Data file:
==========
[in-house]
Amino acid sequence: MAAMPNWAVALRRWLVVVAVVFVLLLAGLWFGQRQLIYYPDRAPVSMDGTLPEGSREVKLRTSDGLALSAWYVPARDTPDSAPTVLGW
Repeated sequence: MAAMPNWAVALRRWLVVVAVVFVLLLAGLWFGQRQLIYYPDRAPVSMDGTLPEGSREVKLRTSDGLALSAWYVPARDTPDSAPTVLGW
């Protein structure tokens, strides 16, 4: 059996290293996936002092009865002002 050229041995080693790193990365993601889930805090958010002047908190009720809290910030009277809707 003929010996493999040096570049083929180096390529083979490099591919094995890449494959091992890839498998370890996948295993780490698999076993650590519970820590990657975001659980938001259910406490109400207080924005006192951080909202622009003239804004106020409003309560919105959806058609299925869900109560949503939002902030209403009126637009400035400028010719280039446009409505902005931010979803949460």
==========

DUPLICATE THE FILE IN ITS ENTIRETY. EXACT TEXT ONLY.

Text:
[in-house]
Amino acid sequence: MAAMPNWAVALRRWLVVVAVVFVLLLAGLWFGQRQLIYYPDRAPVSMDGTLPEGSREVKLRTSDGLALSAWYVPARDTPDSAPTVLGW
Repeated sequence: MAAMPNWAVALRRWLVVVAVVFVLLLAGLWFGQRQLIYYPDRAPVSMDGTLPEGSREVKLRTSDGLALSAWYVPARDTPDSAPTVLGW
């Protein structure tokens, strides 16, 4: 059996290293996936002092009865002002 050229041995080693790193990365993601889930805090958010002047908190009720809290910030009277809707 003929010996493999040096570049083929180096390529083979490099591919094995890449494959091992890839498998370890996948295993780490698999076993650590519970820590990657975001659980938001259910406490109400207080924005006192951080909202622009003239804004106020409003309560919105959806058609299925869900109560949503939002902030209403009126637009400035400028010719280039446009409505902005931010979803949460």